6.  Hike Mont Sainte-Victoire while you are there. It was a wonderful hike and the view from the top is amazing. Make sure to bring some food as well (you can pick up bread, cheeses, meats, and fruits from one of the morning markets). Oh and if you plan ahead you can even spend the night at the old abandoned monastery near the top of the mountain - you'll need to bring your own blankets and stuff. I wish I had spent the night but I didn't learn about this until I was already hiking up.

7. Have picnics and sunbathe in the park. It's relaxing and great way to de-stress.

8. One of the glace shops on the Cours Mirabeau sells macarons with ice cream in the center. Eat as many flavors as you can while you're there! Despite how plain it may be, the vanille/vanille one is my favorite.
 
 
With the art students leaving for Venice the night/morning after my birthday, it was decided that it would be best to celebrate my birthday a few days early. So two days before my birthday my host mom cooked up an amazing dinner and allowed me to invite over three friends from school.

Figuring that I probably shouldn't be in pajamas for my dinner I got dressed in my new French shirt that I had bought earlier that week (hey my birthday was coming up... I'm allowed to buy myself presents right?) and waited in my bedroom until dinner was ready and everyone had arrived. Rachel F. showed up first to work on a paper with my housemate Niki before dinner. 

I hung out with the two of them until I got a text informing me of the arrival of my other two guests: Forrest and Becky. After I showed them inside, my host mom set out the apéritif - which ended up being a delicious mix of champagne and some sort of strawberry mixer. This of course came along with the usual bowls of chips, pistachios and cubed cheese.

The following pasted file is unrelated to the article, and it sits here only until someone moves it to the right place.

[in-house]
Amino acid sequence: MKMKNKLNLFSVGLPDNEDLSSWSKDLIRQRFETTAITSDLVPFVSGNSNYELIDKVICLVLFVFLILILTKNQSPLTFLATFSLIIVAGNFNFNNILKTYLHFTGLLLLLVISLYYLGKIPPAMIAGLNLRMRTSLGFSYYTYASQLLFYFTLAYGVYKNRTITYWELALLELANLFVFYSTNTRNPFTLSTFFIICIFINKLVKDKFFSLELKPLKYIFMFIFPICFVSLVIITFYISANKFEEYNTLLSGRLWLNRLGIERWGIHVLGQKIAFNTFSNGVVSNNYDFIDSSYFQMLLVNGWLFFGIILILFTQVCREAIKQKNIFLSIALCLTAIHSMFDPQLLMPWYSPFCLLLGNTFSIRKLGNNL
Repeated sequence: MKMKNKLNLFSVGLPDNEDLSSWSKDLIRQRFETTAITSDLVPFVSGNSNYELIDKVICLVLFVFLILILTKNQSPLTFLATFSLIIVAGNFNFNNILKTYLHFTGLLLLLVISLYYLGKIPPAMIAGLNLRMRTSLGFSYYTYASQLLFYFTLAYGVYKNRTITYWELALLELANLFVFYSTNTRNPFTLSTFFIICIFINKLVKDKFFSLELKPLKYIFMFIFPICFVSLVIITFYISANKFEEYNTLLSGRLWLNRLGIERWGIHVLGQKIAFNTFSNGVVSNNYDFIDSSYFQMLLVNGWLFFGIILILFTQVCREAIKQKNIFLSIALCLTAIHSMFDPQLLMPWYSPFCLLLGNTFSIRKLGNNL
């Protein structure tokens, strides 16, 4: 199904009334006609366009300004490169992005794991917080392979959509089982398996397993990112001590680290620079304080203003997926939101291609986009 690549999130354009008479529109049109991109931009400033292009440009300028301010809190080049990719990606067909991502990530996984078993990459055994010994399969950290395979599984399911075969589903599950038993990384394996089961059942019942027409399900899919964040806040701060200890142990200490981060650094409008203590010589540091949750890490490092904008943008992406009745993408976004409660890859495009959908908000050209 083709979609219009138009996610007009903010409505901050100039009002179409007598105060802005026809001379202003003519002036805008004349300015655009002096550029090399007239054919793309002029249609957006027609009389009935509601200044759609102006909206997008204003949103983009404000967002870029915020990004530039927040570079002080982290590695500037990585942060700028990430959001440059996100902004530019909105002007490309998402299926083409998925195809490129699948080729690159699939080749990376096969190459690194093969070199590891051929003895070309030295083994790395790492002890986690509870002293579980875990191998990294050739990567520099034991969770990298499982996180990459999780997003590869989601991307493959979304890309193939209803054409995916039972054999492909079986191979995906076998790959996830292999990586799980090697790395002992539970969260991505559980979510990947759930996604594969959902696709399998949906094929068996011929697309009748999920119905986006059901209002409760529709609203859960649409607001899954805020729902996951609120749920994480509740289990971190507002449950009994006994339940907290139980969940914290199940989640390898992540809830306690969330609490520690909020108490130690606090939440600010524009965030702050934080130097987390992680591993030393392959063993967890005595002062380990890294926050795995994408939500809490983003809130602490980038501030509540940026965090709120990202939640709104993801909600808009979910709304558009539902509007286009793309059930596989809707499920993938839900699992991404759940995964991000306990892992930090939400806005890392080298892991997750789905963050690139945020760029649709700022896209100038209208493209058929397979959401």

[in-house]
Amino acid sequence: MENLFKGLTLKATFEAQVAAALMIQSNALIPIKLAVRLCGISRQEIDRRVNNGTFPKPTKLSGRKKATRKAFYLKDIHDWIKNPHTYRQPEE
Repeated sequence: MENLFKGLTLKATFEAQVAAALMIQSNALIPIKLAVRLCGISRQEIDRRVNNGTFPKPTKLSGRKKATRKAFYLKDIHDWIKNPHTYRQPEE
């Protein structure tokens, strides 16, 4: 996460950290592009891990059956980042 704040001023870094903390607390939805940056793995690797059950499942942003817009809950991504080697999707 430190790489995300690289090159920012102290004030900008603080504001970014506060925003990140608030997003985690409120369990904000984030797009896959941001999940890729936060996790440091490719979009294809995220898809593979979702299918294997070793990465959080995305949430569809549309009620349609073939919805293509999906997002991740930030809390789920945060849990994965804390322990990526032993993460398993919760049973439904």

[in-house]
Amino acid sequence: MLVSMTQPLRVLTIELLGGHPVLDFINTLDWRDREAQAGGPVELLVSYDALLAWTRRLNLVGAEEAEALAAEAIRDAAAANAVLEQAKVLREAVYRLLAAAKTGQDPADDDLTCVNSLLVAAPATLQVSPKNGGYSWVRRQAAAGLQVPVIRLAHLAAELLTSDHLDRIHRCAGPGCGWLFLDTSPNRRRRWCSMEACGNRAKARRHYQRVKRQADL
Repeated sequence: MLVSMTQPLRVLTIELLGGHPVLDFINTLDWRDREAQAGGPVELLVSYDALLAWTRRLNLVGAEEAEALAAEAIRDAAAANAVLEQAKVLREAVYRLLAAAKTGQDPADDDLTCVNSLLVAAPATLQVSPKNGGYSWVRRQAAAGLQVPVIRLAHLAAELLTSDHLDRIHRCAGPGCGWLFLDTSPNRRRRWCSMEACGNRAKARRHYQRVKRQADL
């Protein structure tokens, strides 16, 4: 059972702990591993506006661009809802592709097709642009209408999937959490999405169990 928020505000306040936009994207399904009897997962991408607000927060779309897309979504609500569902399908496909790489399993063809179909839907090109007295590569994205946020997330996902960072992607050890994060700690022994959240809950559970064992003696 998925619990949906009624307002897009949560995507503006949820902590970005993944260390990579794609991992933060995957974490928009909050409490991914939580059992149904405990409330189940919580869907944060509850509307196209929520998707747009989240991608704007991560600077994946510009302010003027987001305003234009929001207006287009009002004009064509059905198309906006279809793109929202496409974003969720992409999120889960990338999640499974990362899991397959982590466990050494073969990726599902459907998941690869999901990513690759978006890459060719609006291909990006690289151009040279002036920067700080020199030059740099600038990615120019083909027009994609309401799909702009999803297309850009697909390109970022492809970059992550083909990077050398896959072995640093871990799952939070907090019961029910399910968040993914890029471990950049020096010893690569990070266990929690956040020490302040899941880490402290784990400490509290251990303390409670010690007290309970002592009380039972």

My friends and I sat around with my host family and talked for a while until dinner was ready. We started out with a salad topped with smoked salmon (my host mom obviously pays good attention because smoked salmon is one of my favorite foods). After that, we moved onto the second course which was a mouth-watering chicken dish served on a bed of rice. This, as per the usual, was followed by a plate of five or so different cheeses. Finally finishing with the beautiful homemade chocolate cake posted above. Have I mentioned yet how much I adore my host mom? Because I do. She's absolutely perfect!

Throughout the meal we also drank quite a few bottles of wine, so everyone ended up going home in a food and wine coma. Later Becky and Forrest joked about understanding why I'm often too tired after dinner to come out with them.

As amazing as the food and company was, one of the most memorable things from that night was seeing how much my French had improved in comparison to other IAU students. Both Rachel and Niki are in a high level French class and were able to communicate very well in French. But the interesting thing is that I was too! For once, I understood everything that was being said... and when did that happen? I even found myself translating for my friends, Becky and Forrest, who would often miss what was being said.

I noticed, for perhaps the first time, how much quicker my host family had gotten when speaking to us in French. (When Niki and I first arrived they spoke slowly, so that it would be easier for us to understand). And though I still found it difficult to quickly add my own dialogue to the conversations at hand, I was still able to contribute and best of all I was able to understand all of them. It was such an incredible realization. And it ended up being a truly unforgettable birthday.
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From left to right: my host mom (Marie Jeanne), myself, Niki (my housemate), Forrest, Rachel F., and Becky. Not pictured are my host mom's daughter and granddaughter.
 
 

Lourmarin

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Can you believe these are only €1?